German Chancellor Angela Merkel is in Warsaw today (7 February) in a bid to reignite Berlin’s ties with Poland, which are seen as essential for EU attempts to handle economic and political problems over the coming months.
Merkel needs the backing of Poland’s government, wary of any increased powers for Brussels, to agree reforms in March, on the 60th anniversary of the founding Rome Treaty. The anniversary falls in the same month the United Kingdom plans to give notice of leaving.
Merkel will hold a rare meeting with Law and Justice party (PiS) leader Jarosław Kaczyński, who holds no government posts but is widely seen as the country’s main decision-maker.
Ties were frosty when the PiS last governed Poland, between 2005-07, with Kaczyński making criticism of Germany central to campaigning to bolster the party’s nationalist message.
But diplomats say Poland is feeling under pressure with Britain’s decision to leave depriving it of a strategic ally within the EU and the election of Donald Trump as US president raising questions over the West’s relationship with Russia.
“I can imagine that Poland is feeling vulnerable in the current environment, with Trump making overtures to Russia and Britain leaving the EU,” a German diplomat told Reuters. “This could push them towards Germany.”
Poland had long seen the UK as its key ally in pushing a tough line on Russia over its conflict with Ukraine and in defence cooperation. The PiS had also hoped to find a partner in Britain for its calls to weaken the power of EU institutions.
Since it returned to power in 2015, its leaders have toned down their past references to the Poles’ suffering during World War II under the Nazi German occupation. Meetings at various levels of government have become significantly more frequent than before 2007.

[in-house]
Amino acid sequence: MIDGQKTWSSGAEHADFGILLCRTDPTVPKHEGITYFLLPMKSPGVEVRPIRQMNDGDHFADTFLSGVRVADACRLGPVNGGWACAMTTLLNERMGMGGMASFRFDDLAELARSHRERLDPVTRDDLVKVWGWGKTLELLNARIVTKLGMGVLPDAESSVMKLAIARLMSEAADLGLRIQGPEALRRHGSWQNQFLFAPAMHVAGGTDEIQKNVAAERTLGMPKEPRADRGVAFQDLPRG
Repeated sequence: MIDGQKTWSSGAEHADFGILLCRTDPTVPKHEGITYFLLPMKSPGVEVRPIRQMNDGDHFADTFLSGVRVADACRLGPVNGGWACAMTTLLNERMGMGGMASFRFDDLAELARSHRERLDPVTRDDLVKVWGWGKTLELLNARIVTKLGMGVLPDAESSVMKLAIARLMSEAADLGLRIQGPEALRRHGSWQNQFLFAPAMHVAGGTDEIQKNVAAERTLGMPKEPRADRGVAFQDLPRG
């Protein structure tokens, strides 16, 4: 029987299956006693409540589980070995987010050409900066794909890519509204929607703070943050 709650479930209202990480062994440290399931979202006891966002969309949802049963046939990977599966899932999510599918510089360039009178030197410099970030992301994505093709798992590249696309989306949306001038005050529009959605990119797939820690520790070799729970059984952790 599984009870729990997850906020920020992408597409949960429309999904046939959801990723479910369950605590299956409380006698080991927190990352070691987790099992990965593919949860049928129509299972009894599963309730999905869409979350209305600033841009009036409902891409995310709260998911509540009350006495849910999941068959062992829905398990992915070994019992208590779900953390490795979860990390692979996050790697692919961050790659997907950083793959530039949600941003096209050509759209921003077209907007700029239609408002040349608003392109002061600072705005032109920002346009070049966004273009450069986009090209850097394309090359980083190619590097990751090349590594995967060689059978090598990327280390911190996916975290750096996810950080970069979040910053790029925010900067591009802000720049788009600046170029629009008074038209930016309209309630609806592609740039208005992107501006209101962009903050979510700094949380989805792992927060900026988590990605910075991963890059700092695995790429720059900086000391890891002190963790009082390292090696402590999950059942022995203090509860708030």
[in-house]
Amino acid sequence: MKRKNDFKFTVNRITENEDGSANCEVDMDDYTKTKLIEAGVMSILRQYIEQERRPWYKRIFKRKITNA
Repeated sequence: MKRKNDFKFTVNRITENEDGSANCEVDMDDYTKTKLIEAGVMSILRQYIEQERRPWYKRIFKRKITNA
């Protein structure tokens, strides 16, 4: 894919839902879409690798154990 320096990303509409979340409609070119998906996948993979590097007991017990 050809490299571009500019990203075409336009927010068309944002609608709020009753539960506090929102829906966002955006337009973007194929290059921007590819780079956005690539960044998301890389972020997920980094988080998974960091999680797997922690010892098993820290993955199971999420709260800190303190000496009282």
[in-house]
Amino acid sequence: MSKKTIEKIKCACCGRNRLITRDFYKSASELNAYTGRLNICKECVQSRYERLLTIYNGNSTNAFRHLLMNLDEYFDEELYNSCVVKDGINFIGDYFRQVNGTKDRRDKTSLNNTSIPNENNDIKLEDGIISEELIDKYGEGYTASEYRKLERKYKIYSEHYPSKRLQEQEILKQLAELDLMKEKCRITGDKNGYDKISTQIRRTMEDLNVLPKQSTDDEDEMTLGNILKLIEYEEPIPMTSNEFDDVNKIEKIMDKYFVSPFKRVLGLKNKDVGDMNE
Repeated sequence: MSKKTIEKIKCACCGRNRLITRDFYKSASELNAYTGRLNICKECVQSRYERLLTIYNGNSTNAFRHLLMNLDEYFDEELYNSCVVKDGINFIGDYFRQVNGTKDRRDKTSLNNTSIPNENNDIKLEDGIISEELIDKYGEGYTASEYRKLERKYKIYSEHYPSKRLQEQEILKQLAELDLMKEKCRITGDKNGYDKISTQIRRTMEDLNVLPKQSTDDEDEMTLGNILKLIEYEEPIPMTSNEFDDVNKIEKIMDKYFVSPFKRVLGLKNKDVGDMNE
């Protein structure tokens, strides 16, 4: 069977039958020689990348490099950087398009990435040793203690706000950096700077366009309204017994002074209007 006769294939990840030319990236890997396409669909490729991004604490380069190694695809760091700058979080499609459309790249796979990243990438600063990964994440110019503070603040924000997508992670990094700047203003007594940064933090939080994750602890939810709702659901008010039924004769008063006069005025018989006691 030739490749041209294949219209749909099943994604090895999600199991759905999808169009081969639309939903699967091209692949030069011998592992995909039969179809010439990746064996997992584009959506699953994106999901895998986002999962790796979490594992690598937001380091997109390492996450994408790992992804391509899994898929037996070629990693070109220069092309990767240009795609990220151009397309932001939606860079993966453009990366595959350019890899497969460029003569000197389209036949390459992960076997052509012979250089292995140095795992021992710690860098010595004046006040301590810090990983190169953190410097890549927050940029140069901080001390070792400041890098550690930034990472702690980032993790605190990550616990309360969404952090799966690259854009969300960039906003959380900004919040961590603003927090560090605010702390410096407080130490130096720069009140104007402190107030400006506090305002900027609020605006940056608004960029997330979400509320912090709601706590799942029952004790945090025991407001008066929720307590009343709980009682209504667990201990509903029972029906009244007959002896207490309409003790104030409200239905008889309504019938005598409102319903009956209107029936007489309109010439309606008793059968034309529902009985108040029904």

Obstacles to finding common ground in today’s talks include Poland’s hostility to resettling refugees from the Middle East, and international accusations that Kaczyński’s government is veering into authoritarianism.
Merkel comes to Warsaw shortly before the expiration in late February of a European Commission deadline for Poland to address concerns over its handling of the constitutional court, which critics at home and abroad say undermines democratic standards.
“Close cooperation with the EU, mainly Germany and France, would be the main strategic interest for Poland,” said German politician Thomas Nord (Die Linke).
Some areas of agreement exist. Poland and Germany are keen to see more EU defence cooperation after Britain’s departure and a strengthening of the bloc’s external borders, for example.
But the talks take place in the shadow of Kaczyński’s deep-running mistrust of Germany, and of Merkel, arguably the most powerful figure in the EU. The chancellor retains a key role in handling economic problems in, for instance, Greece and Italy while wielding great influence on the international stage.
In his 2011 autobiography, Kaczyński recalled Merkel trying to find common ground, evoking hers and his upbringing behind the Iron Curtain, in their conversations.
“She frequently repeated that she had visited Poland many times, knew socialism, that her experience meant one should speak with her differently,” Kaczyński wrote.
Although born in the West, Merkel moved with her family to communist East Germany when she was a child and grew up near the Polish border.
“She was trying to soften her interlocutor. But there is no doubt that Merkel belongs to a generation of German politicians who want to rebuild Germany’s imperial power… Our country has to be in some way subordinate.”
Kaczyński, who has said he hopes Merkel will secure another term in this year’s German election, routinely refuses to see ambassadors to Warsaw, including the German envoy, and has met few foreign leaders since the PiS returned to power.
He acknowledges relations are better now but has said lasting improvement depends on Merkel’s government, in comments highlighting likely tensions ahead.
“We want good relations with the Germans but it is the Germans who need to make up their mind,” he told conservative Do Rzeczy weekly in an interview published yesterday (6 February).